When a piece of real property is financed, purchased or sold, a record of that transaction is generally filed in public archives. Other events that may affect the ownership of a property are also documented and filed. These may include liens, levies, encumbrances, etc. When a Buyer purchases title insurance, the title company searches these records to identify, and remedy (if possible) issues that may affect the property and the Buyer's ownership rights.
How Title Insurance Protects Homebuyers
There are two types of title insurance, a lender's policy and an owner's policy. The Lender's policy insures the financial investment for the lender or bank. The owner's policy protects the buyer's property rights as a homebuyer.
When you purchase a new home or other piece of real estate by using a mortgage, you may be required by your lender to purchase a Lender's Policy through a title insurance company. This policy insures the lender against covered title defects. This coverage for the lender lasts for the life of the loan barring any limited circumstances stated within the policy.
The Owner's Policy of title insurance provides insurance directly to the owner listed in the policy and describes the type of property owned. The insurance in both the Lender's and Owner's Policy is subject to the policy provisions and the exceptions listed on the Title Schedule.
Title Search & Exam
In order to issue a title insurance policy, the title agent collects the documents affecting title to the property from the public records that are statutorily identified for the recording of real estate transactions. This process is called the search. Then the title agent examines these documents to identify any title defects. Once the search is complete, the title insurance agent can then determine the insure-ability of the title and list exceptions from coverage and requirements to insure.
The premium is the one time payment for both the Owner's Policy and Lender's Policy. The premium is usually paid at the closing of the transaction. The Lender's Policy premium is based on the loan amount and the Owner's Policy is based on the sales price of the property. The purchase of real estate property may be the largest financial investment you ever make. Title insurance can give you added peace of mind in knowing that the title of your investment is insured.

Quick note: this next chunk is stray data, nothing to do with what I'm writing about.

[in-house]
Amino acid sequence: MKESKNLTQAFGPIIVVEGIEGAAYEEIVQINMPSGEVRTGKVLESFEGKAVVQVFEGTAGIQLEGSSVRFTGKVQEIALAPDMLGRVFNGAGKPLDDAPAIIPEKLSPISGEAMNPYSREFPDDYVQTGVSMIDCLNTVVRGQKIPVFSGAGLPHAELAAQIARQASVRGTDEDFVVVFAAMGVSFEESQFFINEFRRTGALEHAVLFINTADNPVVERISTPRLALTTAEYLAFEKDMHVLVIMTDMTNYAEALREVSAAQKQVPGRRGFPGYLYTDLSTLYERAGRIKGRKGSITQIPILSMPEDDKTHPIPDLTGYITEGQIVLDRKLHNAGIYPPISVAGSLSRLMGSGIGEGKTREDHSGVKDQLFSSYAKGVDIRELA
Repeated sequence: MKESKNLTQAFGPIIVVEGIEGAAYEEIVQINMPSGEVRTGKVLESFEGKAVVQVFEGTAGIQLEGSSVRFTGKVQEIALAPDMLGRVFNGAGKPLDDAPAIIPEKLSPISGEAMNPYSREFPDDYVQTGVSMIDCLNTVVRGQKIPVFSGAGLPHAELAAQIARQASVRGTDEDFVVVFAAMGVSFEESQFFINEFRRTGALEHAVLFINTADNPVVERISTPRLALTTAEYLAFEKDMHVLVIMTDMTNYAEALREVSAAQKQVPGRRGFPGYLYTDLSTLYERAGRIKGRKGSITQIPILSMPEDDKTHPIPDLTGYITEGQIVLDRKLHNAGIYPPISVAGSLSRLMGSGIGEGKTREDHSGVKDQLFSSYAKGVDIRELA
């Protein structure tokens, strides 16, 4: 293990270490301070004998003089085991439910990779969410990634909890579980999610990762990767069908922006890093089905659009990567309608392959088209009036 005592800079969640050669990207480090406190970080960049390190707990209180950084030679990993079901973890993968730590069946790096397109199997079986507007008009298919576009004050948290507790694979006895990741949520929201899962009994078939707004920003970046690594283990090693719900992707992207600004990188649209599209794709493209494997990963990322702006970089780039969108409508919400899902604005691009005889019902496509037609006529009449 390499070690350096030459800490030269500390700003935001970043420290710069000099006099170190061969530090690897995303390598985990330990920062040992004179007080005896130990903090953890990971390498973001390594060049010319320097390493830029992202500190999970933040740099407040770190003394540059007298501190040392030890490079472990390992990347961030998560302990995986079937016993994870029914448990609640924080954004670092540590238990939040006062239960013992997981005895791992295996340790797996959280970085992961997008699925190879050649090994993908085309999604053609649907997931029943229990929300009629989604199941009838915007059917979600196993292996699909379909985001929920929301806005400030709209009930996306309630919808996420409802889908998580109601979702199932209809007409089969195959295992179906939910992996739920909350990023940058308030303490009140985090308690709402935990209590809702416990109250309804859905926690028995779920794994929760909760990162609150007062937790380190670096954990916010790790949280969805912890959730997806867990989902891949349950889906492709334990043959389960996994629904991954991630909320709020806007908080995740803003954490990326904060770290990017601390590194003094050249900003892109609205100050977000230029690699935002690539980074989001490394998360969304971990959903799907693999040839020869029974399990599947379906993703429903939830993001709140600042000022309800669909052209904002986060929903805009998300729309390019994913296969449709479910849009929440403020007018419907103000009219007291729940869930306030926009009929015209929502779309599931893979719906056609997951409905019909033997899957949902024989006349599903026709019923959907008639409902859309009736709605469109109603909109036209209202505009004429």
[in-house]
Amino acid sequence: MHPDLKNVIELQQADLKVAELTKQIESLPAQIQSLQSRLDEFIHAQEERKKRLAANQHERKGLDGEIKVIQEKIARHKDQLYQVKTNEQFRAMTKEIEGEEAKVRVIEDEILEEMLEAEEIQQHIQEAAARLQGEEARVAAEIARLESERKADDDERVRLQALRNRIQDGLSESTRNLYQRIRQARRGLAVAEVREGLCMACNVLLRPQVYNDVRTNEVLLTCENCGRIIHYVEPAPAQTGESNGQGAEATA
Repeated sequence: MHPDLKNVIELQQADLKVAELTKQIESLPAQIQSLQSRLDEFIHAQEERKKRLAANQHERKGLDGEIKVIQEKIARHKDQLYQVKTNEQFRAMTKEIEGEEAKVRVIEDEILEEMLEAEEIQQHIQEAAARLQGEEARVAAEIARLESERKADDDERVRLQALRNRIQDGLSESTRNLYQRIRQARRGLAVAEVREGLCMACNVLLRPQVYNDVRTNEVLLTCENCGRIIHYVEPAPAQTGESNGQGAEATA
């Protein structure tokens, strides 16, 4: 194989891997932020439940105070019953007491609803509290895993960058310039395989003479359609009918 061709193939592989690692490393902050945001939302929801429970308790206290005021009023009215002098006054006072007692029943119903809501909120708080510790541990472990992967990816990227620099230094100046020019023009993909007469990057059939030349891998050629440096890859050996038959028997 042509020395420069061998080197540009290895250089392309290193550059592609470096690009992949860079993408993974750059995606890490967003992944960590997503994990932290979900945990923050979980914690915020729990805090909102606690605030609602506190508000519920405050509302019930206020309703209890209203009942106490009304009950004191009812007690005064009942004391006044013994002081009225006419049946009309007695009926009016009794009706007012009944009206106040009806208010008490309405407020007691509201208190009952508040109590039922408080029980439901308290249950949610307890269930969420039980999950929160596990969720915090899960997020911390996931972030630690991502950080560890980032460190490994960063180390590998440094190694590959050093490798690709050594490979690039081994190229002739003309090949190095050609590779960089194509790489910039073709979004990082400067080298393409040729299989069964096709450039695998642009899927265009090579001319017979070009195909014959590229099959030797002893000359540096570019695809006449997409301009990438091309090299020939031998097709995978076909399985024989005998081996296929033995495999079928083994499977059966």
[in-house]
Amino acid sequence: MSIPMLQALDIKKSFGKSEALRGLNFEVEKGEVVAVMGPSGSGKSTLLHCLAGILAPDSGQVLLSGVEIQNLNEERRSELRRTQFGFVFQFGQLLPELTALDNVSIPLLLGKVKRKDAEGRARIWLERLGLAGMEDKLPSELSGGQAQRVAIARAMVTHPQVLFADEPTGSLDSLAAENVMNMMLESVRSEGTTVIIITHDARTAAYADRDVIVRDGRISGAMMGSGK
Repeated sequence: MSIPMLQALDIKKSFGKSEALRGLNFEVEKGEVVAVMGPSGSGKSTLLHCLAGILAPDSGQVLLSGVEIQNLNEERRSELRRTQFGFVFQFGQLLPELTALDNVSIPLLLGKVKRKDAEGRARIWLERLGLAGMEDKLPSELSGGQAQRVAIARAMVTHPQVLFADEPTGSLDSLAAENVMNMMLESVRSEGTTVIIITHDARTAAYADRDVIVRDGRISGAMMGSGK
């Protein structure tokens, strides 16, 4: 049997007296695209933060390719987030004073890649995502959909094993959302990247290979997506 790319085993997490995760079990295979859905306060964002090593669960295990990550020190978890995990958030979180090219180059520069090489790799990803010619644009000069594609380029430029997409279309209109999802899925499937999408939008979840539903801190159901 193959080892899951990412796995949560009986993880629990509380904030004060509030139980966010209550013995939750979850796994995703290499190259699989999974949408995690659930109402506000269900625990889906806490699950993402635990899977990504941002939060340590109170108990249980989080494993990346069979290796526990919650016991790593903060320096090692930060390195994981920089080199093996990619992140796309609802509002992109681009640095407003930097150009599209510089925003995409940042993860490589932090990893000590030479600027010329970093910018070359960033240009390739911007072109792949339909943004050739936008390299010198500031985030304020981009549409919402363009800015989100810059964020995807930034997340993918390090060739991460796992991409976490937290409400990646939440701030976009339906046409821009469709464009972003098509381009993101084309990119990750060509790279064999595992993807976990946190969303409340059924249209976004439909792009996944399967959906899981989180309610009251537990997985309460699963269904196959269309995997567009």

The Owner's Policy lasts as long as you own the property.
What to Look for on the Title Commitment
The commitment is a title insurance document and commits the company to insure. It reflects matters that appear on the record title as of the effective date and time, which may or may not appear in the final policy (i.e. mortgages, easements, liens, restrictions, etc.) as well as setting forth the requirements which must be met before the final policy is issued.
As soon as you receive the title commitment, carefully review the information on Schedule A. If you find any discrepancies contact your real estate agent and title company immediately.
OWNER'S POLICY: Does the type of Owner's Policy match what is marked on the contract?
POLICY AMOUNT: The Owner's Policy amount should match the purchase price on the contract or final addendum.
BUYERS: Are the Buyers listed on the commitment the same as the parties who signed the contract? Are the names spelled correctly?
SELLERS: Are the Sellers listed on the Commitment the same as the parties who signed the contract?
LEGAL DESCRIPTION: Does the legal description match what is on the contract?
Schedule B-1: List of Requirements that must be met to insure.
Carefully review for matters that are expected to be resolved before or at closing.
Possible Requirements May Includes:
POWER OF ATTORNEY: Are any of the parties using a Power of Attorney to close?
ENTITIES: Is the Seller or Buyer a Corporation, Limited Liability Company or Partnership? Documentation such as Articles of Incorporation, Resolution of Corporate Authority and Partnership Agreements may be required in order to close.
DECEASED VESTED OWNER: Proper administration of the estate of the deceased and/or appropriate documentation will be required.
RELEASES: Deeds of trust/trust indentures, liens and judgments must be satisfied and released.
ACCESS: If no record access is found, an easement may be required.
LIEN WAIVERS: New construction transactions may require lien waivers for work and/or materials.
Schedule B-2: Lists Exceptions to Title
An exception is a specific item set forth that is not covered by the policy. Something that is excluded from coverage.
STANDARD EXCEPTIONS: Every commitment has standard or regional exceptions. The standard Owner's Policy will not cover any defects in title, losses or claims, which fall within the standard exceptions. These exceptions may be removed on an extended coverage or Homeowner's Policy for an additional fee and requirements.
EXCEPTIONS: Specific exceptions that affect the subject property are listed after the standard exceptions on the commitment and may include taxes, covenants, conditions and restrictions (CC&Rs), easements, reservations, deeds of trust/trust indentures, mortgages, liens and/or judgments.
Exceptions may be deleted or revised on the final policy. Examples: Payment of prior and current property taxes at closing will be amended to show paid current on final title policy and deeds of trust and mortgages paid at closing will be removed.
Policy endorsements can provide added coverage for an additional fee.